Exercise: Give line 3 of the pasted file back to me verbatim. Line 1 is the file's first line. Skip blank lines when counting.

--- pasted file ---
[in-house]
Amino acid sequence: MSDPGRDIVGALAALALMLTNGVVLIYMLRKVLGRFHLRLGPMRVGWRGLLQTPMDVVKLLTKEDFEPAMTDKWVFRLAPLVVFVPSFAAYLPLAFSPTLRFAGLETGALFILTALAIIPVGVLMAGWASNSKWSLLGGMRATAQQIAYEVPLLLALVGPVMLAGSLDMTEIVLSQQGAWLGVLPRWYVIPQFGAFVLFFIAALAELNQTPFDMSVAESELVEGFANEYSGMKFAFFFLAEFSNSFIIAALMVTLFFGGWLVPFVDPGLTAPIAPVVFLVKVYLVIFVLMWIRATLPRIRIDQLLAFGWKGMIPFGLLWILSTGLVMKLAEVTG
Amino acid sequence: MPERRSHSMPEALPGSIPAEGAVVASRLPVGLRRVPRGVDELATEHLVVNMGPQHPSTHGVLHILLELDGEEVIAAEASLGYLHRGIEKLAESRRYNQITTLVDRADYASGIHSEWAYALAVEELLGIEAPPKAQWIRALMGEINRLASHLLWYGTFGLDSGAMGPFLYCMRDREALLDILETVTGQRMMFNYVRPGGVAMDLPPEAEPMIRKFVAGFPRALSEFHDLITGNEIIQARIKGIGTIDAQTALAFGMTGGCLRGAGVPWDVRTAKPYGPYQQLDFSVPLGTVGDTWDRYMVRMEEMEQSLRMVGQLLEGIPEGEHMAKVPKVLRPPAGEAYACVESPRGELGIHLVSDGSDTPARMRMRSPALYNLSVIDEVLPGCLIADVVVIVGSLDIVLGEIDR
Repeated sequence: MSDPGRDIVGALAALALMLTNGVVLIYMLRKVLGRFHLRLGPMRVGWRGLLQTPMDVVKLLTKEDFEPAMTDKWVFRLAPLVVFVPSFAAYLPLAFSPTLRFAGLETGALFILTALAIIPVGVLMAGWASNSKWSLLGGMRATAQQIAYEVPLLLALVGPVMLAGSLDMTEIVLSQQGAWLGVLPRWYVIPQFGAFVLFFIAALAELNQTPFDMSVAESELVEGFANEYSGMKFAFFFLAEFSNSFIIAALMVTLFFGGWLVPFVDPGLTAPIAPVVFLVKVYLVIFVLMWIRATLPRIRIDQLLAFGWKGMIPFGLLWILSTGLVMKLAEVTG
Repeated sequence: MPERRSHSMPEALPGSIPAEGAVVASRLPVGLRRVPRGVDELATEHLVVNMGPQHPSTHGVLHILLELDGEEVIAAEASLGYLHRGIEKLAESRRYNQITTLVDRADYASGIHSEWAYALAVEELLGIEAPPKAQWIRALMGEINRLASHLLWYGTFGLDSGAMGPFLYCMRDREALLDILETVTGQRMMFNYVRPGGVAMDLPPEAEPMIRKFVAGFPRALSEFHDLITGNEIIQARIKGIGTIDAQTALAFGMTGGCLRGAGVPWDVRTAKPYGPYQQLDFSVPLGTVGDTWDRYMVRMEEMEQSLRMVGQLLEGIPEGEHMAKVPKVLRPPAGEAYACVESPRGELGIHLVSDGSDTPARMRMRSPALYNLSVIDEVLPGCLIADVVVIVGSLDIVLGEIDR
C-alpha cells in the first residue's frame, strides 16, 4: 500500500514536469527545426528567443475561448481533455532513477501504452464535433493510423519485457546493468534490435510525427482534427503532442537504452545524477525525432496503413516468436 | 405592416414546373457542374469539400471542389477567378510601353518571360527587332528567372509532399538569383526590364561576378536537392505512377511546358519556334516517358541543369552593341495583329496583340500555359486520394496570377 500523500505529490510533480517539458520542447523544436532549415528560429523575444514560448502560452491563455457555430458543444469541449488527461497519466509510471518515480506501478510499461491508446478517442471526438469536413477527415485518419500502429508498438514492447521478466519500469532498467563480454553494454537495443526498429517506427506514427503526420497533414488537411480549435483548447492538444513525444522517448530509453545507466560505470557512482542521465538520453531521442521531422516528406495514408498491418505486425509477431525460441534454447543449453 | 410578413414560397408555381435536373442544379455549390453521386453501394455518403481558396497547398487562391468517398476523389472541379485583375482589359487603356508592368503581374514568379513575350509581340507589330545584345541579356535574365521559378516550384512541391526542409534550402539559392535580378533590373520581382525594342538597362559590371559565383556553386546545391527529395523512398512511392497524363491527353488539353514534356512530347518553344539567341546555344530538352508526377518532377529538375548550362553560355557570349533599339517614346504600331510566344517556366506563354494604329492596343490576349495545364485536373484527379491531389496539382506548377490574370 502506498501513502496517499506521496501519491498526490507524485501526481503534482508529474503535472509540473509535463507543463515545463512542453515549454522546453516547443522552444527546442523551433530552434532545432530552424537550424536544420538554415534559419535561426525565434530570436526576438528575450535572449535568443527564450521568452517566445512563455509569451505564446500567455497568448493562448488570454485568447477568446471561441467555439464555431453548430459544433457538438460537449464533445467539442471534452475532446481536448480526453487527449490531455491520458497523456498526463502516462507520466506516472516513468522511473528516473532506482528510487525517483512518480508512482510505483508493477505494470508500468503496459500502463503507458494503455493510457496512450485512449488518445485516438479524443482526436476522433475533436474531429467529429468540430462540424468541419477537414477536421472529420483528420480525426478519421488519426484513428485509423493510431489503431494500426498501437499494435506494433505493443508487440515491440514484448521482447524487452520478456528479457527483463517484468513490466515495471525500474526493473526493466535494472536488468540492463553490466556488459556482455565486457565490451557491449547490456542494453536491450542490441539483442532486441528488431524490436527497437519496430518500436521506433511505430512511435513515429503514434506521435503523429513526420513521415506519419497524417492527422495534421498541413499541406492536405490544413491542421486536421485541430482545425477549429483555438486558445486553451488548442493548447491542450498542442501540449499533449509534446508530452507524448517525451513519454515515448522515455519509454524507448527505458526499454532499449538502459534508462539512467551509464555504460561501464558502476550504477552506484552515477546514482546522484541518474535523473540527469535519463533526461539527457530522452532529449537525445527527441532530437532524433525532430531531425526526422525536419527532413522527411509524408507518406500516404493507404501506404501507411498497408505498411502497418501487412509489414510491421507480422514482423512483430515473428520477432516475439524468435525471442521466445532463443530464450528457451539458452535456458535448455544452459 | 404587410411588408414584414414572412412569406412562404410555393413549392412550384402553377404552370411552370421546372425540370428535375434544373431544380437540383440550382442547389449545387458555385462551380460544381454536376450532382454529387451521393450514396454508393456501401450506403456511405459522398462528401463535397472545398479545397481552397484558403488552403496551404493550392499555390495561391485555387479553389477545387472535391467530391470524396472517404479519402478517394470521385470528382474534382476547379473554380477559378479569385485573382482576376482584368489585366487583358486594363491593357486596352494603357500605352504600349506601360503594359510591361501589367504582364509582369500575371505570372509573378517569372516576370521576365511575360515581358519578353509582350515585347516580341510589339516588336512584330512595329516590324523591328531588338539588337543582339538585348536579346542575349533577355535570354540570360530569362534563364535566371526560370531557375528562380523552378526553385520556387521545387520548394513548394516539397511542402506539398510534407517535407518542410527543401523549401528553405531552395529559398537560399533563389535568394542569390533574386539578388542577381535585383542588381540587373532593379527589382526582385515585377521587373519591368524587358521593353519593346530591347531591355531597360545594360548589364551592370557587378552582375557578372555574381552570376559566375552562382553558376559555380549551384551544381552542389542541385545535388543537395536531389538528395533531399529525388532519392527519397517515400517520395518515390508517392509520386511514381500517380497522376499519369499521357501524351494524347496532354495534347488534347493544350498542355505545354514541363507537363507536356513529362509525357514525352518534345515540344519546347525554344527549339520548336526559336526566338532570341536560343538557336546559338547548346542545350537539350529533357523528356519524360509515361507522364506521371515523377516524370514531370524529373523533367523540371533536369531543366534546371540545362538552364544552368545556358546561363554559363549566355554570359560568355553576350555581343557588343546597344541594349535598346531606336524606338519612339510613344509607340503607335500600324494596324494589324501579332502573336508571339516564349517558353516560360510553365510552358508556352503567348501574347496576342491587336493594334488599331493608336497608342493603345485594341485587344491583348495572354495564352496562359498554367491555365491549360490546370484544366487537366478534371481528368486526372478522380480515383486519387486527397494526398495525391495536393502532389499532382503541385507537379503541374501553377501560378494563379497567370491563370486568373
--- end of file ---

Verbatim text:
Amino acid sequence: MPERRSHSMPEALPGSIPAEGAVVASRLPVGLRRVPRGVDELATEHLVVNMGPQHPSTHGVLHILLELDGEEVIAAEASLGYLHRGIEKLAESRRYNQITTLVDRADYASGIHSEWAYALAVEELLGIEAPPKAQWIRALMGEINRLASHLLWYGTFGLDSGAMGPFLYCMRDREALLDILETVTGQRMMFNYVRPGGVAMDLPPEAEPMIRKFVAGFPRALSEFHDLITGNEIIQARIKGIGTIDAQTALAFGMTGGCLRGAGVPWDVRTAKPYGPYQQLDFSVPLGTVGDTWDRYMVRMEEMEQSLRMVGQLLEGIPEGEHMAKVPKVLRPPAGEAYACVESPRGELGIHLVSDGSDTPARMRMRSPALYNLSVIDEVLPGCLIADVVVIVGSLDIVLGEIDR